Fayetteville to dedicate Nelson Hackett historical marker, unveil new street signs on June 16

Traffic passes along Archibald Yell Boulevard near Block Avenue on Aug. 8, 2022. (Todd Gill/Fayetteville Flyer)

City officials are set to host an historical marker dedication commemorating Nelson Hackett, an enslaved man who fled Fayetteville in 1841 in search of freedom.

The event is set for 6 p.m. Friday, June 16 at the northwest corner of the downtown square where a plaque will be placed honoring Hackett, whose attempted escape from slavery set off an international dispute that eventually helped ensure Canada would remain a safe haven for people who were fleeing enslavement in the United States.

Fayetteville Mayor Lioneld Jordan and JL Jennings, chair of the city’s Black Heritage Preservation Commission, will speak during the event.

The city is also set to unveil new street signs as part of the name change of Archibald Yell Boulevard to Nelson Hackett Boulevard, which the City Council approved last year.

Officials said part of the square will be blocked off to traffic during the event, so attendees should plan to access nearby parking from alternate routes.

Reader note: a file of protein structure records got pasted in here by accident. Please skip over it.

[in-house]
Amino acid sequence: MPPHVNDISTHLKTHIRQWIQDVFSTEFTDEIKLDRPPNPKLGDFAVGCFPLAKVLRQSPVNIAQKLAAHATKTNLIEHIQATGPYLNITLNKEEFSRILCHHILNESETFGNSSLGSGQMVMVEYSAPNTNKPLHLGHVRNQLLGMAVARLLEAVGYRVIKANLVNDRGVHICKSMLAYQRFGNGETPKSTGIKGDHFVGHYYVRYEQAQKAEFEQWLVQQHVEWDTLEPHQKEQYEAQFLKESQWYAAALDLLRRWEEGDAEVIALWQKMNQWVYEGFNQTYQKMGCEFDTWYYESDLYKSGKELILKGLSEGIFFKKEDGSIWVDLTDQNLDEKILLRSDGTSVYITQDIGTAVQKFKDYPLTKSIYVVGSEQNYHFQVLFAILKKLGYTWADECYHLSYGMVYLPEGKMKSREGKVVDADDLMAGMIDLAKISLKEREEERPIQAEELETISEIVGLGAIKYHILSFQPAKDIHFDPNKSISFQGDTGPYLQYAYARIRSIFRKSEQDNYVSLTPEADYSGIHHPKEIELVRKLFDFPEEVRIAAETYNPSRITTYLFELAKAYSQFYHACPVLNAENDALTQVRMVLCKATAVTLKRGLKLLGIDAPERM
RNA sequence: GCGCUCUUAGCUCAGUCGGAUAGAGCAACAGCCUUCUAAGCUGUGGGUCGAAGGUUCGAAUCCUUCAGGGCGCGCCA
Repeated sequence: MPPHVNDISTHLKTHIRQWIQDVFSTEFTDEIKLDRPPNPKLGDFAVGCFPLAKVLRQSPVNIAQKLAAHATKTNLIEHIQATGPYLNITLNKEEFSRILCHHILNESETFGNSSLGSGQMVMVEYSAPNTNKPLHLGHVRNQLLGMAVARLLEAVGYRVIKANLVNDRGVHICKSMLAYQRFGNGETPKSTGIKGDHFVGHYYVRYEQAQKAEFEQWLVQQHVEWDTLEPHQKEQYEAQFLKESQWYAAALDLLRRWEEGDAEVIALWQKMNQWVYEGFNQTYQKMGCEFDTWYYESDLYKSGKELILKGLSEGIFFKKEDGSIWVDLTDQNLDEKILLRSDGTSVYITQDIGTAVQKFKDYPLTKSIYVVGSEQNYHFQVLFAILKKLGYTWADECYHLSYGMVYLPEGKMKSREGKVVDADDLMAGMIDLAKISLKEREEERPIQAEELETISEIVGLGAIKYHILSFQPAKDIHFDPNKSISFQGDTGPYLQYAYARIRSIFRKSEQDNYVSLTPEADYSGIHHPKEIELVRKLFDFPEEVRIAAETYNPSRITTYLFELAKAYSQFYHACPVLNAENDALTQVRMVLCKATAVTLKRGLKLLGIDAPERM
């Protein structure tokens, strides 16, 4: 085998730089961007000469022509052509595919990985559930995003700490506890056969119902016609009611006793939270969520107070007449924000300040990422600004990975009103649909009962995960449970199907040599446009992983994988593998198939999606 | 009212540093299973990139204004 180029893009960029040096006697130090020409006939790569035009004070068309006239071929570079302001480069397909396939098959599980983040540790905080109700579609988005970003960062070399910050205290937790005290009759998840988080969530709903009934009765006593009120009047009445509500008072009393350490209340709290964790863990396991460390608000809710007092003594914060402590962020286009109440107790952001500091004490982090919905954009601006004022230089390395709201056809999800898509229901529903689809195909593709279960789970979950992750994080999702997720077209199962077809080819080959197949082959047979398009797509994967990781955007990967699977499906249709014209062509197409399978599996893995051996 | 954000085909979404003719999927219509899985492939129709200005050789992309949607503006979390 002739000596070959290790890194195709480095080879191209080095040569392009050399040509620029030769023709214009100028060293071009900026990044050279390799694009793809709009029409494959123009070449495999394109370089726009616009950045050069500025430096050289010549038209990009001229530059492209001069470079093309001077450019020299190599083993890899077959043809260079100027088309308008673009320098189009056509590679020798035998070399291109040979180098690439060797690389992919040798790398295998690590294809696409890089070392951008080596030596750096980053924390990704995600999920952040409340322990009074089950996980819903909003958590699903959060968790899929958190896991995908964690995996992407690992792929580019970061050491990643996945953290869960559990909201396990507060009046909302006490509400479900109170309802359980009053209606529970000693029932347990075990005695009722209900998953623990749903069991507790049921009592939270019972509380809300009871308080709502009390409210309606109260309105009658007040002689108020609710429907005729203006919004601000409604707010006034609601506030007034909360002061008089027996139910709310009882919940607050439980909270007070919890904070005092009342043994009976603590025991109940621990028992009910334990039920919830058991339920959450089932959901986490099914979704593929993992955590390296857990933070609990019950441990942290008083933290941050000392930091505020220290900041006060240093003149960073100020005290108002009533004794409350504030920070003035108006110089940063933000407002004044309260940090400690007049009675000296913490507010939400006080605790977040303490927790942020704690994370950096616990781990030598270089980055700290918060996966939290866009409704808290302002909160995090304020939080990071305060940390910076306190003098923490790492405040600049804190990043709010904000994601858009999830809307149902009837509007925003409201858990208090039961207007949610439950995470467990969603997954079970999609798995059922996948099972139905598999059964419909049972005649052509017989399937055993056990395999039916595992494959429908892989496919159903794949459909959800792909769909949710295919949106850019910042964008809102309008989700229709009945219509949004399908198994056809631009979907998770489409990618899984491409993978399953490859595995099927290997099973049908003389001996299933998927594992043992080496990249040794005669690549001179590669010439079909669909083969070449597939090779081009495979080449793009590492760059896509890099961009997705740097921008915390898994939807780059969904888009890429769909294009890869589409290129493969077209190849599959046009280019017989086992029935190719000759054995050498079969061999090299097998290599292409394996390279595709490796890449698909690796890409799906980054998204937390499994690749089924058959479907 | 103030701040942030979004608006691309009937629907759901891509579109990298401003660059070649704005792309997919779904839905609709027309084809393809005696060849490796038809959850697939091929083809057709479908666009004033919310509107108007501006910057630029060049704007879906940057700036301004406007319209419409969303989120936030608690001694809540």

Hackett’s journey is documented by the Nelson Hackett Project, an effort by the University of Arkansas’s Department of History to bring more attention to the story.

After fleeing Fayetteville, Hackett traveled to Canada, which had recently abolished slavery and was under British rule at the time. Instead of finding freedom, Hackett was accused of theft by a man who claimed to own him in Fayetteville. While abolitionists called on Canada to give Hackett his freedom, supporters of slavery insisted that he be returned to the United States. Eventually, Arkansas Gov. Archibald Yell formally requested that Hackett be returned to Fayetteville, and when that request was granted, Hackett was publicly whipped, tortured and sold back into slavery in Texas.

The British government eventually passed laws that made similar extraditions much more difficult in an effort to prevent setting a precedent that encouraged slave owners to make accusations of offenses in order to reclaim enslaved people.